London heard Lorenz for the first time on-stage in 1934 when his Walter made a good impression. He returned to Covent Garden in 1937 for the title role in SIEGFRIED and was found too lightweight for the arduous role, but an ‘eminently cultivated and musicianly singer’ nonetheless. Bayreuth proved a more hospitable venue for Lorenz's unique art. For a decade beginning in 1933, the tenor sang Siegfried and Tristan to considerable acclaim and gained a reputation as a singing actor of exceptional ability. Recordings from the theater preserve his Siegfried, sung with rare intensity and rhythmic spring. From 1937, he was a regular at the Vienna Staatsoper, as well as a frequent visitor to other European houses. In the post-WWII era, he sang in Italy, performing both Wagner and Verdi, and appeared in both Mexico City and Buenos Aires. Salzburg heard him frequently, as did other festivals such as those at Amsterdam, Florence, and Zürich. In addition to his dramatic leading roles, Lorenz took on contemporary parts in the premières of Gottfried Von Einem's DER PROZESS in 1953, Rolf Liebermann's PENELOPE in 1954, and as late as 1961, of Rudolf Wagner-Régeny's DAS BERGWERK ZU FALUN.”
- Erik Eriksson, allmusic.com
“Alda Noni was hand-picked to sing Zerbinetta in a performance of ARIADNE given on Strauss' eightieth birthday (11 June, 1944), with the composer present. Although recorded, it was not commercially released until 1964. Noni had a pleasing, full soubrette voice with a bright, fast vibrato and an easy range to high D. Noni presents an approach to Zerbinetta that began to evolve at this time, but was, thankfully, short lived. This was an almost veristic concept of the role, with chest voice and misplaced dramatic emphasis that turned the character into a harpy. This Zerbinetta is full of willful, obnoxious personality - not playful elegance….There is, however, something fascinating about her wild, reckless abandon with the piece. Although not one of the better performances, it has its own kind of misled, perverse attraction.
- Nicholas E. Limansky
“Thoroughly Viennese, bass-baritone Erich Kunz excelled in serious roles (although he sang rather few), comic parts and in operetta characterizations. An indispensable participant in recording producer Walter Legge's Champagne Operetta series in the early 1950s, Kunz, together with Elisabeth Schwarzkopf, defined Viennese operetta style - its lightness, grace, and charm. With a rich, masculine voice, he was a definitive Figaro, Leporello, and Papageno in the tradition of Mozart performance that sprang from the Vienna Opera immediately after WWII. An incomparable Beckmesser, his interpretation was preserved on two live recordings, and he left a number of delightful recordings of Viennese café and university songs.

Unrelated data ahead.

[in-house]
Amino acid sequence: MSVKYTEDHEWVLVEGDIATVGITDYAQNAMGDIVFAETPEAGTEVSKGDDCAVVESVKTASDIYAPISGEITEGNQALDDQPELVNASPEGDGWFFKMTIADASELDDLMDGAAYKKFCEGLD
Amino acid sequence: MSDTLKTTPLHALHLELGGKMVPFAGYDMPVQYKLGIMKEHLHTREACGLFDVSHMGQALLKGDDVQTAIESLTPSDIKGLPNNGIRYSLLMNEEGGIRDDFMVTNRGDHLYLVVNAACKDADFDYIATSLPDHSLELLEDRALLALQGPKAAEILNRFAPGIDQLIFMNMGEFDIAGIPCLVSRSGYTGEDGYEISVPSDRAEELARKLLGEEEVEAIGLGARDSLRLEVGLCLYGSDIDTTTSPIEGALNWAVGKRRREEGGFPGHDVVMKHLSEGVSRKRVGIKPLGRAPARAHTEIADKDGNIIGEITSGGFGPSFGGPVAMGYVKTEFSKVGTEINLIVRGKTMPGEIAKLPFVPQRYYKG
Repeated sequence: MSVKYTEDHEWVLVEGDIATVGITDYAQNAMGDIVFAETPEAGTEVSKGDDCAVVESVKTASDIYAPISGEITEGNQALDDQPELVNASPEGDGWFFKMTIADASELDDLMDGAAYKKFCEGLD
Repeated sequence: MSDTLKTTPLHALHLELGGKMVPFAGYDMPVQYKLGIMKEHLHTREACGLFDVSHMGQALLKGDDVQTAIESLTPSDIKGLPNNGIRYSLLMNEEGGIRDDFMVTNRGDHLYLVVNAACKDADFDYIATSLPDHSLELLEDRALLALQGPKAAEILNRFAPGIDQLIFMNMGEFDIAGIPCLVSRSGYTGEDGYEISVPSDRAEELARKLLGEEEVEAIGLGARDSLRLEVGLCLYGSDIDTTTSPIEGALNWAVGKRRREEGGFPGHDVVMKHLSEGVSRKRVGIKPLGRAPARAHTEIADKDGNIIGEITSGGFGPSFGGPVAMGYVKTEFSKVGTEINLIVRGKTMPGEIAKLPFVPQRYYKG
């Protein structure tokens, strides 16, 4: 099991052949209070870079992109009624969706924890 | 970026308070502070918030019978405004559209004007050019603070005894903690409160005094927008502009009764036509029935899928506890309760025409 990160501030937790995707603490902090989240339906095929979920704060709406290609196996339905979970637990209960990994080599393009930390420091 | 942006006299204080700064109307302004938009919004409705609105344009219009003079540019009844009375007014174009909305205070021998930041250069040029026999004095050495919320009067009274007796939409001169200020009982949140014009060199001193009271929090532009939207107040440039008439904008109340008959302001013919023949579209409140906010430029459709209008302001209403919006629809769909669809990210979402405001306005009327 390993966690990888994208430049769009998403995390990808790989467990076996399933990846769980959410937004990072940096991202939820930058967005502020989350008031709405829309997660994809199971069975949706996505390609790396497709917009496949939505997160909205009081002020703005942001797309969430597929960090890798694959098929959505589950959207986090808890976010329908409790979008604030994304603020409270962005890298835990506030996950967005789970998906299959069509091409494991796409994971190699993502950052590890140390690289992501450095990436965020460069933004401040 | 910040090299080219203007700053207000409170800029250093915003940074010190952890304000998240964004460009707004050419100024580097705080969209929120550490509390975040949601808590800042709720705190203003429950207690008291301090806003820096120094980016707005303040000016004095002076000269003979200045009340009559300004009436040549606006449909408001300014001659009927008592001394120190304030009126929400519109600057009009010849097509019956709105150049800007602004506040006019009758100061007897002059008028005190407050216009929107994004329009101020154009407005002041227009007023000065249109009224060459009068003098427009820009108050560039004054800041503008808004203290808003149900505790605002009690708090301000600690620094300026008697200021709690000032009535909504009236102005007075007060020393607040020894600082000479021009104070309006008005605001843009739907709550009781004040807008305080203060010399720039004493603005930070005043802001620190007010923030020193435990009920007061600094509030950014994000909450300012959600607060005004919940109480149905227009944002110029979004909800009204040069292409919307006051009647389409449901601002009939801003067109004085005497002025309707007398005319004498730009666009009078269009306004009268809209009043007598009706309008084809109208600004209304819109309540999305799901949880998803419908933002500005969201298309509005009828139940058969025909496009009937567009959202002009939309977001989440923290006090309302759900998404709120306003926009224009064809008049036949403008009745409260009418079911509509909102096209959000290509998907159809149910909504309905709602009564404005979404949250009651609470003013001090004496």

Kunz studied in his native Vienna, primarily with Theodore Lierhammer at the Vienna Academy. His début took place at Tropau in 1933 as Osmin (a part for deep bass) in Mozart's DIE ENTFÜHRUNG AUS DEM SERAIL. Following that, he sang with a number of smaller German theaters before being engaged by the Breslau Opera for three years. Kunz made his first acquaintance with England when he was offered an opportunity to understudy at the Glyndebourne Festival in 1936. He was soon thereafter assigned several smaller roles.
In 1941, Kunz became a part of the company at the Vienna Staatsoper where he remained throughout his career; he was given the title of Kammersänger in 1948. During the war years, he sang throughout Austria and Germany, primarily in Mozart and Wagner . He made his début at the Salzburg Festival in 1942 as Guglielmo in COSÌ FAN TUTTE and in 1943 became the youngest artist ever to have appeared in a major role at the Bayreuth Festival when he sang Beckmesser in DIE MEISTERSINGER.
Once the hostilities ended, Kunz's career assumed a still more international flavor. Opera performances took him to Florence, Rome, Naples, Paris, Brussels, Budapest, and Buenos Aires. His role at the Salzburg Festival grew and he was a part of the Vienna Staatsoper troupe touring England and France in 1947. The following year brought his debut at the Edinburgh Festival.
A Metropolitan Opera début waited until 1952, but Kunz's appearance as Leporello on 26 November brought a warm response from the audience and positive reviews from the critics. Both local and national writers commented upon his handsome voice and subtle comic skills. Many could recall only a few comparable artists in a role frequently immersed in slapstick routine. The Metropolitan Opera enjoyed his presence for just two years. In addition to Leporello, Kunz appeared as Mozart's Figaro, Beckmesser, and Faninal in ROSENKAVALIER. Chicago heard his treasurable Harlequin in ARIADNE AUF NAXOS and Leporello, both in 1964 and, two seasons later, his wily, yet innocent Papageno in DIE ZAUBERFLÖTE.
While musical tastes had moved from the elegant Mozart style of post-war Vienna to an earthier, more robust Italianate approach by the 1960s, Kunz's inimitable stage persona lost nothing of its potency. Nor did his voice; he continued to sing well even in his sixties and continued to undertake small roles (unforgettable cameos, all) to the end of a long career. In addition to opera house appearances, Kunz graced the stage of the Vienna Volksoper from time to time, giving lessons to both audiences and fellow artists in operetta style and singing.”
- Erik Eriksson, allmusic.com